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April 19, 2015

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The NRA’s off-target plan

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Theodore Roosevelt was appalled by the lack of firearms training within the constabulary when he was appointed president of the New York City Police Department Board of Supervisors, a rank now known as police commissioner.

He would, I suspect, be equally appalled by a National Rifle Association-funded study released last week that recommended putting guns in every school in America.

Upon becoming New York’s top cop in 1895, Roosevelt recognized the danger of large numbers of undertrained officers carrying firearms in crowded urban environments. He created a “shooting gallery” to train city cops how to shoot, when to shoot and how to hit what they were aiming at.

The shooting gallery became the country’s first police academy, which eventually begat John Jay College of Criminal Justice at the City University of New York. Since that time, the evolving science of law enforcement has come to recognize that lethal force decisions require training and professionalism.

That science doesn’t appear to have influenced the NRA’s response to the Sandy Hook Elementary School shootings in Newtown, Conn. To the group’s executive vice president, Wayne LaPierre, the solution seemed simple: “The only way to stop a bad guy with a gun is with a good guy with a gun.” There is a fundamental problem with that logic: I am a good guy, I am a smart guy, and I am a good shot at a target range. But I am not competent to be in a shootout with a bad guy surrounded by children.

Shooting a weapon during a crisis is a difficult thing. According to The New York Times, NYPD officers opened fire on individuals some 60 times in 2006 (the last year for which data were available). Their “hit ratio” was 34 percent, which means they missed the person they were aiming at with 2 out of 3 shots. The NYPD, which has among the best-trained officers in the nation, claims its “hit ratio” compares favorably with departments across the country. The LAPD hit rate for the same period was 29 percent.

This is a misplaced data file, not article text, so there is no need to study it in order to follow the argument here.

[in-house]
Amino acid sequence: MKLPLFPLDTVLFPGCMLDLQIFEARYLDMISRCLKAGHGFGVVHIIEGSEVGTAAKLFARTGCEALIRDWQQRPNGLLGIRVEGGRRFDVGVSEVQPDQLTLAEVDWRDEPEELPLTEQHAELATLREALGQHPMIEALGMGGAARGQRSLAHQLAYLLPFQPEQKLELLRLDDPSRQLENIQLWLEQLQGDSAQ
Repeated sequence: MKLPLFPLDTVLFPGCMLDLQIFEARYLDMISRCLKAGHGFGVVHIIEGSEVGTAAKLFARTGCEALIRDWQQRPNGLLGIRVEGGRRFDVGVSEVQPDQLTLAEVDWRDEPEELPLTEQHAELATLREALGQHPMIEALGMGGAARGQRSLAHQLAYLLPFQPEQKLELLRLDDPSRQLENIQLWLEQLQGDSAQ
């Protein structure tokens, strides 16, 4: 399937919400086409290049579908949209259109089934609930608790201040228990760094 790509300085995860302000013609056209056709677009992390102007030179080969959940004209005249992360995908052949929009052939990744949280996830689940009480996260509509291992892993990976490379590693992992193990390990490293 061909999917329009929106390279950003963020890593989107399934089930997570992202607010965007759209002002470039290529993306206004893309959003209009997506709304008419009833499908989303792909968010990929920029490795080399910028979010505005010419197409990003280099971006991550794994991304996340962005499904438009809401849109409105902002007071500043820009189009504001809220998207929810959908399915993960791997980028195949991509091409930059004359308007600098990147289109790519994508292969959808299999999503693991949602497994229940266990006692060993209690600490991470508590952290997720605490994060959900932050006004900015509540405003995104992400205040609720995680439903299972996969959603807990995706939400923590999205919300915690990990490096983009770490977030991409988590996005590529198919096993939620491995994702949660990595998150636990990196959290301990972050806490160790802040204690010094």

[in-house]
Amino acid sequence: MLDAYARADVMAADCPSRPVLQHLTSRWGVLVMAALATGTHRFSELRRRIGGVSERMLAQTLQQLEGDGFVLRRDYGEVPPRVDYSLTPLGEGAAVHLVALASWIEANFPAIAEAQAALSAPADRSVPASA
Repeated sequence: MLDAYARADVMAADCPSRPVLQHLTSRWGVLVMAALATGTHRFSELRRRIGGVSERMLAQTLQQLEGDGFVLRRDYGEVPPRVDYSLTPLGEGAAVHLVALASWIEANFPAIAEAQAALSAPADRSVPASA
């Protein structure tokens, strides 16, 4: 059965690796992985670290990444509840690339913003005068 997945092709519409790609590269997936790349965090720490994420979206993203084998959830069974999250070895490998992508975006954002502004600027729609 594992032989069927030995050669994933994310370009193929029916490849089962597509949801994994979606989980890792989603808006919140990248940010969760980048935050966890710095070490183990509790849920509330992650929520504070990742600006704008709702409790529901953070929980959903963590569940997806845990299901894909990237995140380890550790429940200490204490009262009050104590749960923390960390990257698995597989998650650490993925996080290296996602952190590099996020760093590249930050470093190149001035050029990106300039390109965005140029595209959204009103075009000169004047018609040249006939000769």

The NRA-funded study proposes placing an armed security guard or staff member in every American school. It suggests that armed staff members at schools would need 40 to 60 hours of training at a cost of $800 to $1,000 per officer. By contrast, NYPD cadets get 13 days of weapons training (more than 100 hours). Federal air marshal trainees are required to take 155 hours of firearms training. Do we think that the “school resources officers” proposed in the study would be more accurate shooters with less training? And, if they’re not, do we really want 2 out of 3 shots fired by security to be ricocheting down school corridors?

Another unanswered question is who will fill these jobs. According to a national survey, the average armed security guard makes $21,000 a year in major urban areas and closer to minimum wage in most of the country. That’s less than one-third the pay of a veteran NYPD officer. So we are going to compete with McDonald’s for top talent, give a person a gun and $1,000 worth of training and put them into a crowded elementary school? As schools across the country are making do with less, will they buck market trends for more expensive security guards?

Another concern relates to types of weapons. The Transportation Safety Administration has spent much time choosing the weapons and ammunition used by air marshals. An armed lunatic or terrorist on a plane must be put down quickly. But heavy-duty rounds can go right through targets and rip through the fuselage of a plane, potentially creating greater catastrophe. For that reason, the TSA recommends special ammunition that combines stopping power with a slug that stays in the first body it hits. What kind of weapons and ammo does the NRA propose as being right for schools? I found no mention of special ammunition in the 225-page study.

So, what would Teddy Roosevelt say?

My guess is that he would look at the NRA-funded study and implement many of its recommendations, especially those related to preventing crime through environmental design, a concept to use architecture to make buildings less vulnerable to attack and provide safe zones when the unthinkable happens. He would also agree that everyone needs more training.

School staff members need to learn how to recognize ticking time bombs like the shooter students at Columbine, and schools need to have evacuation, reverse evacuation and lockdown drills. There is some complaint that such drills would traumatize children, but we have fire drills that don’t seem to terrify students. And I suffer no identifiable long-term effects from my elementary school Cold War-era training to hide under my desk in case of Soviet attack.

But as a student of Roosevelt and a teacher at a school that grew from his legacy, I’m terrified by the idea of the NRA plan to put a gun in every school.

James Mulvaney is an adjunct professor at John Jay College of Criminal Justice at the City University of New York and teaches police science courses. He wrote this for the Los Angeles Times.

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  1. Truth be told police and armed guards are already present in 1/3 of the U.S. schools including many grade schools in the inner cities, like Newark, New Jersey. And have been for decades. The NRA suggests it, and the critics come out of the woodwork. Where have these critics been for the last decade?

    Carmine D